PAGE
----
Watch This: Once Upon A Time

photo of once upon a time pictures
You guys, my Super Best Friend has only recently started watching Once Upon A Time. He and I tend to watch a lot of different television shows and put off watching others or giving others a try. When we finally do, the result is usually similar to Squidward’s first time tasting a Krabby Patty on SpongeBog Squarepants: “All the wasted years!”

I mean, he’s the guy who first got me to watch Gossip Girl, 30 Rock, Parks and Recreation, Dante’s Cove, Titan Maximum, and Gundam Wing. And, soon, Revenge, which I know is totally up my alley. “This is not a story about forgiveness.” That line could be the blurb under my biography.

Right, so, the show comes on ABC on Sunday nights and, honestly, I was not all that impressed when I watched the first few episodes. Well, the first episode. It’s one of those shows that has an awkward beginning but gets better and better until you can no longer remember a time when you were not in love with the show. Every week slows to a crawl as you anticipate the arrival of the next episode.

Yeah. This show also has a very rabid fandom.

I want to talk about the women on the show. Women have not, historically, had the best roles in fairy tales. They tend to be the villains or the helpless damsels. And while Disney “villains” are typically the most interesting parts of the films (and ABC is a part of Disney, so there are overt references on the show to Disney’s interpretations of a few fairytales. Jiminy Cricket is a character, the “Evil Fairy” from Sleeping Beauty is called “Maleficent,” etc), the princesses did not really possess a great deal of agency until more recent years.

Regina Mills is, as far as I am concerned, the main character. In season one, the writers try to make her out to be the primary antagonist, but …

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Spoof of Belle Really Funny … But Brings up Some Serious Points

So a recent YouTube craze involves “Advice From a Cartoon Princess,” which takes themes from “princess” films and plays them up in a way that makes the movies themselves—and the heroines portrayed therein—utterly ridiculous.

A few months ago, we ran a piece on the arguably misogynistic message sent by Disney princesses, which are not exactly empowering to women. Through the wonders of YouTube, this is being brought to the next level.

I should probably start out here by saying that Beauty and the Beast is my favorite Disney movie. First, Belle has brown hair, not the more traditional blonde or raven locks usually idealized by the stereotypical damsel in distress. Also, she’s a bookworm—totally love Belle.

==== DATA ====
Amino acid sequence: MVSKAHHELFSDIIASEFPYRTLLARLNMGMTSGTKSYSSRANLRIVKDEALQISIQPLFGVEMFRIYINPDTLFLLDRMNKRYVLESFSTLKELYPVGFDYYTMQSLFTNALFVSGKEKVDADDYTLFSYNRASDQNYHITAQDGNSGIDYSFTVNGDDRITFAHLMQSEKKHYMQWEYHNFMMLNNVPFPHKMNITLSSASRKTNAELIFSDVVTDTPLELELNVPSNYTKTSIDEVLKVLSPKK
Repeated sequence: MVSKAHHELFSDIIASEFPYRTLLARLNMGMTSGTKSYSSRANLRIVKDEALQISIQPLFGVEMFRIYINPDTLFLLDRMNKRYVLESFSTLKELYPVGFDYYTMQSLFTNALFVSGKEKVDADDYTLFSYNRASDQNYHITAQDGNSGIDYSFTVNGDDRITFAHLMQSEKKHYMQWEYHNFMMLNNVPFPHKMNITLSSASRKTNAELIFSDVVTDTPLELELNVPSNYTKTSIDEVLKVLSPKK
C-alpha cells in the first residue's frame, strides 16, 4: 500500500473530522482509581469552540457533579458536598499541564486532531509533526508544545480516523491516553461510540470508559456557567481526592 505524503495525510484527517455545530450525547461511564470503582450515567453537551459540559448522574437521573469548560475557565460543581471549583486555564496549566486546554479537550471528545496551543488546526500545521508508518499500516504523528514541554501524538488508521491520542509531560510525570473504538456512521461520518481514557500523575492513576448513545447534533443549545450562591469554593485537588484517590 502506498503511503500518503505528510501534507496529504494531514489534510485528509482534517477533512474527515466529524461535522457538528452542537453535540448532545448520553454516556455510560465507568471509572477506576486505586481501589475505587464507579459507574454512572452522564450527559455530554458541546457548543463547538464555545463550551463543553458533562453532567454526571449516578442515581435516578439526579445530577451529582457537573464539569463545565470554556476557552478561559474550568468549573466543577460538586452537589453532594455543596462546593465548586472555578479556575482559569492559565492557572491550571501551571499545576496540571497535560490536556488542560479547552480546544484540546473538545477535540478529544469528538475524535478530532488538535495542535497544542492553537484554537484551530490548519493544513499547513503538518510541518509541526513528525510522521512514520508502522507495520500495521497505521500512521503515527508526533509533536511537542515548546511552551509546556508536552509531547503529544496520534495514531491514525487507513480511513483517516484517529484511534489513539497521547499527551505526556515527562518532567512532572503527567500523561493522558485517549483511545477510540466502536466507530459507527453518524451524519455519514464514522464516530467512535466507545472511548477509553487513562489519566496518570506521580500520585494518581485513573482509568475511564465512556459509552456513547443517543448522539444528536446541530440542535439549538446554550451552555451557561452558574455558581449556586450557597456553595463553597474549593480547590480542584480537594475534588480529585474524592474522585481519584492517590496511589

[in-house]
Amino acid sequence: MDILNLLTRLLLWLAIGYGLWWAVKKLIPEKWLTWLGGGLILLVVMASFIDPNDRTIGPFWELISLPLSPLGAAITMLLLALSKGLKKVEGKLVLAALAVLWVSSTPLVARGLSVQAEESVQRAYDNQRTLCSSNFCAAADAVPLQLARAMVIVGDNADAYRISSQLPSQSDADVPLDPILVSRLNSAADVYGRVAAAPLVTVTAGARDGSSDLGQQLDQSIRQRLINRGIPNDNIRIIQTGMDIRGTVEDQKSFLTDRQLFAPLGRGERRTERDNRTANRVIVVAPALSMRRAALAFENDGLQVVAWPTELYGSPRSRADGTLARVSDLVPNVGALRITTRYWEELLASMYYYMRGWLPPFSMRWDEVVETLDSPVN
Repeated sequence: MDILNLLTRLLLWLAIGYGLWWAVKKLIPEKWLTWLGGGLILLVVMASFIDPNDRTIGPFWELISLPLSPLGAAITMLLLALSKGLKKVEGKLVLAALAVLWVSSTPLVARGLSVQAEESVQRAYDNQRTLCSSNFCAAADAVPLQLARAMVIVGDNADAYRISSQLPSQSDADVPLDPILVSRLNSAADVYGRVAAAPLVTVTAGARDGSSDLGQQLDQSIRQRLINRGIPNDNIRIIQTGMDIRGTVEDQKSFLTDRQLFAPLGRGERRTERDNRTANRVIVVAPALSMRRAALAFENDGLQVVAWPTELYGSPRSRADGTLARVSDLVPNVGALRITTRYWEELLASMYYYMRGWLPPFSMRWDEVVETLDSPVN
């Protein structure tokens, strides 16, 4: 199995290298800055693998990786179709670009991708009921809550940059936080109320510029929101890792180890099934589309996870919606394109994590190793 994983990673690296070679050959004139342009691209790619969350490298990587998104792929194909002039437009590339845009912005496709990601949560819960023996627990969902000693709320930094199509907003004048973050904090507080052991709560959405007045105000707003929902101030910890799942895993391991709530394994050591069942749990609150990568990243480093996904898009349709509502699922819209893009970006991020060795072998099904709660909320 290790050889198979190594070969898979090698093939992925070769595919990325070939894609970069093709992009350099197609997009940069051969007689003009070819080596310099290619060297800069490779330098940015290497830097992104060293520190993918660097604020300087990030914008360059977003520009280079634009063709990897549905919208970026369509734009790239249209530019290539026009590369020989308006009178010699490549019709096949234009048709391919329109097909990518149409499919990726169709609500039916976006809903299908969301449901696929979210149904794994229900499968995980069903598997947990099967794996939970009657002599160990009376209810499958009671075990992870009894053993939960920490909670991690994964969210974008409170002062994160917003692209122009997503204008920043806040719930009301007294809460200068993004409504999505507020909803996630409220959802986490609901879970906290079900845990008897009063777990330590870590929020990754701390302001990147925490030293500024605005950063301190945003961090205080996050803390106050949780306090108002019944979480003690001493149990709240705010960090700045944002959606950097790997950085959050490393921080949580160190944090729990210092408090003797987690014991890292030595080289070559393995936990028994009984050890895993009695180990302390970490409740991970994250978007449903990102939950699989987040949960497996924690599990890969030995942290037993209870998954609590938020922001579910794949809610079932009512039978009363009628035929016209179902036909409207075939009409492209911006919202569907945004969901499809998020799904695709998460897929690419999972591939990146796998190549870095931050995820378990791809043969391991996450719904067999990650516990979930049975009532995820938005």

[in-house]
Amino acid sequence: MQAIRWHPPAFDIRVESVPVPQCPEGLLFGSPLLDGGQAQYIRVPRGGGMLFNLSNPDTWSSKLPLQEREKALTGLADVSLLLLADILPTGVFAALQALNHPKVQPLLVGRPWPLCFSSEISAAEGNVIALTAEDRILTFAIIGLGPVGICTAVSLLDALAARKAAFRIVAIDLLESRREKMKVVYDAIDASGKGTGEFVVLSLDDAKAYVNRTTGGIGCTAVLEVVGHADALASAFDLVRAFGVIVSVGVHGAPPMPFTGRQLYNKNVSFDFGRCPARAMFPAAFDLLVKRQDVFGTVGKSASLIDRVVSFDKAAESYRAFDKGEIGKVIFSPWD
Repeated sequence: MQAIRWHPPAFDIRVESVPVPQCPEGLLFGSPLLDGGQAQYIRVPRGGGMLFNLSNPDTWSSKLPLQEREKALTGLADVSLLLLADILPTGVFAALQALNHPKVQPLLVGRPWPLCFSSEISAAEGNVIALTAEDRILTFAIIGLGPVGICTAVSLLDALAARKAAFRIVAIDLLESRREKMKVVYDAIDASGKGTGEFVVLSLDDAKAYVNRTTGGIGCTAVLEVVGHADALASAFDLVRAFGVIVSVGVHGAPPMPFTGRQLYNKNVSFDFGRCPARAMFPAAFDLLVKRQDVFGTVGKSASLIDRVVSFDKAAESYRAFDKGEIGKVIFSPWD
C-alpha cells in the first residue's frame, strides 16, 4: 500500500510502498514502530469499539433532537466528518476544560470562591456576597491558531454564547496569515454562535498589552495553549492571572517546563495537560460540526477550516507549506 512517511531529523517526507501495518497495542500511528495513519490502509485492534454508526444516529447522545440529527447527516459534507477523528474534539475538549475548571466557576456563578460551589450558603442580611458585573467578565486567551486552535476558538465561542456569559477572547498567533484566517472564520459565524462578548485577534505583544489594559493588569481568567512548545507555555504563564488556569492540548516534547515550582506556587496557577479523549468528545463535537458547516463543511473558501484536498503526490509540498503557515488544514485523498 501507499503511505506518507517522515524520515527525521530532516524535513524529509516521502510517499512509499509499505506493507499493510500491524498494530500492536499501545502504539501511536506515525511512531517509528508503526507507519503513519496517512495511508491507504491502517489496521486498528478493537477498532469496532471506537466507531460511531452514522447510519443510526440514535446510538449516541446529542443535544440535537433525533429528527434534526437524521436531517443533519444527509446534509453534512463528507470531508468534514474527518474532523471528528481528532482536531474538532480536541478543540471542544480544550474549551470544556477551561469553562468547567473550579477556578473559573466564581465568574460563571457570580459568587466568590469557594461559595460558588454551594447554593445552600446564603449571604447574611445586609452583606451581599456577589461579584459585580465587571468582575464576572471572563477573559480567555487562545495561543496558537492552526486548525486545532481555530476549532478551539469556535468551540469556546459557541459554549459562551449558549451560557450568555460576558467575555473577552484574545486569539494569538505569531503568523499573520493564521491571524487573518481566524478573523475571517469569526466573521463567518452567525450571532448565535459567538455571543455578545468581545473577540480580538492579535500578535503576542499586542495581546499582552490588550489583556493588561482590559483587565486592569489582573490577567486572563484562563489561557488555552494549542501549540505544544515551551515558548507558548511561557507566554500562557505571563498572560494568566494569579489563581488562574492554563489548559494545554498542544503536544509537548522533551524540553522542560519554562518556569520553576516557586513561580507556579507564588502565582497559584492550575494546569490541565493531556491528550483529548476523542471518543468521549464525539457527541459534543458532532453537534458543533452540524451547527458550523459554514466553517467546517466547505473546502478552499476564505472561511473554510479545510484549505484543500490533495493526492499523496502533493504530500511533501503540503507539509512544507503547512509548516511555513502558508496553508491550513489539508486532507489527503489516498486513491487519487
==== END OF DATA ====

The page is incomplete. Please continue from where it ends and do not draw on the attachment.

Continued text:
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Disney Princesses Play into Gender Stereotypes, Set Bad Examples for Little Girls

photo of disney princesses

Humorous cartoons bring to light some rather harsh truths about the portrayal of so-called “Disney Princesses” in many movies made by the Walt Disney Company. One depicts the perspective of the princesses while the other looks at it from the princes’ sides.

The Little Mermaid
Ariel, a mermaid obsessed with the human world, falls in love with Prince Eric after saving his life at sea. She trades her voice to the evil sea witch in exchange for human legs, and is of course not able to tell Eric the truth about who she is (although she is capable of writing her name when she signs Ursula’s scroll, but whatevs).

Ariel: “It’s okay to abandon your family, drastically change your body, and give up your strongest talent in order to get your man. Once he sees your pretty face, only a witch’s spell could draw his eyes away from you.”
Eric: “Women have nothing important to say.”

While Eric is taken in by Ariel’s pretty face and sweet ways, he doesn’t seem bothered by her silence—in fact, he might even prefer it. And the fact that Ariel gave up every ounce of her true self—singing voice, fins, sisters, the little crab/fish combo she chillaxes with—for a man is really pretty disconcerting.

Snow White
Snow White is sent deep into the woods by a woodcutter who was supposed to kill her but lets her escape, where she finds refuge in a house of seven dwarfs. She’s pretty happy there, until the jealous queen poisons Snow White with an apple.

Snow White: “At first it may seem terrible being so beautiful that other women get jealous enough to try and kill you. But don’t worry, once your beauty attracts a man, he’ll protect you.”
The Prince: “Necrophilia is a good dating strategy.”

Yeah, it sucks to be so beautiful, Snow White. Karma, though … you’re a good person, you take care of the dwarfs in ways I don’t even want to consider, and then, okay, you end up dead for a while, but then a prince comes along so impressed by your beauty that he kisses your dead lips and voila!

So called ‘Street Rat’ Aladdin meets the beautiful Princess Jasmine when she leaves the palace to see the world away from her sheltered life. The two hit it off, but Aladdin is convinced that Jasmine could never love a homeless street kid. Enter Robin Williams as the Genie, and Aladdin becomes the rich and powerful Prince Ali.

Jasmine: “As a woman, your political worth is reduced to your marriageability.”
Aladdin: “Just lie, it’ll totally work.”

Yeah, Jasmine has the connection between politics and relationships figured out pretty well, all things considered. She was definitely the brains in the relationship. And Aladdin? He’s an opportunist—you lie and then smile winningly when caught, and it’ll all work out all right.
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